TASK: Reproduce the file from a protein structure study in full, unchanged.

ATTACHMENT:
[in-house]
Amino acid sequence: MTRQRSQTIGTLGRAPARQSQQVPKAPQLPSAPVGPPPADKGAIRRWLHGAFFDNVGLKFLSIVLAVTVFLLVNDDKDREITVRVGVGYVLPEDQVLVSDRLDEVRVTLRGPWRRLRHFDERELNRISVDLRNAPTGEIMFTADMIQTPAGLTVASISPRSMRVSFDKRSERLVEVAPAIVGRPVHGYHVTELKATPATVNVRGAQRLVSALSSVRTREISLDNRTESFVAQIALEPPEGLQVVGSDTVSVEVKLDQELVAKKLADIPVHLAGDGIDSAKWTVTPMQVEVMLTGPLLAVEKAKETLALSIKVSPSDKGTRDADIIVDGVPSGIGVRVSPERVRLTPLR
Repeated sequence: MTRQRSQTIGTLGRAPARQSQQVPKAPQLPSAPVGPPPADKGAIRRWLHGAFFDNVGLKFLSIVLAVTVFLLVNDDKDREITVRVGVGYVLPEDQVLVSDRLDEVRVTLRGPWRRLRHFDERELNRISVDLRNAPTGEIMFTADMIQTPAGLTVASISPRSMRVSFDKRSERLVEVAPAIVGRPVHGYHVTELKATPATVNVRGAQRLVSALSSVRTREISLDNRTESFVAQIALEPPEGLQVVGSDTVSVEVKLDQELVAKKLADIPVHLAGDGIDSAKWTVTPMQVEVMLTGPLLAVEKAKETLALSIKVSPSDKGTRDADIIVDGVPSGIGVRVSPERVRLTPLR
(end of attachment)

[in-house]
Amino acid sequence: MTRQRSQTIGTLGRAPARQSQQVPKAPQLPSAPVGPPPADKGAIRRWLHGAFFDNVGLKFLSIVLAVTVFLLVNDDKDREITVRVGVGYVLPEDQVLVSDRLDEVRVTLRGPWRRLRHFDERELNRISVDLRNAPTGEIMFTADMIQTPAGLTVASISPRSMRVSFDKRSERLVEVAPAIVGRPVHGYHVTELKATPATVNVRGAQRLVSALSSVRTREISLDNRTESFVAQIALEPPEGLQVVGSDTVSVEVKLDQELVAKKLADIPVHLAGDGIDSAKWTVTPMQVEVMLTGPLLAVEKAKETLALSIKVSPSDKGTRDADIIVDGVPSGIGVRVSPERVRLTPLR
Repeated sequence: MTRQRSQTIGTLGRAPARQSQQVPKAPQLPSAPVGPPPADKGAIRRWLHGAFFDNVGLKFLSIVLAVTVFLLVNDDKDREITVRVGVGYVLPEDQVLVSDRLDEVRVTLRGPWRRLRHFDERELNRISVDLRNAPTGEIMFTADMIQTPAGLTVASISPRSMRVSFDKRSERLVEVAPAIVGRPVHGYHVTELKATPATVNVRGAQRLVSALSSVRTREISLDNRTESFVAQIALEPPEGLQVVGSDTVSVEVKLDQELVAKKLADIPVHLAGDGIDSAKWTVTPMQVEVMLTGPLLAVEKAKETLALSIKVSPSDKGTRDADIIVDGVPSGIGVRVSPERVRLTPLR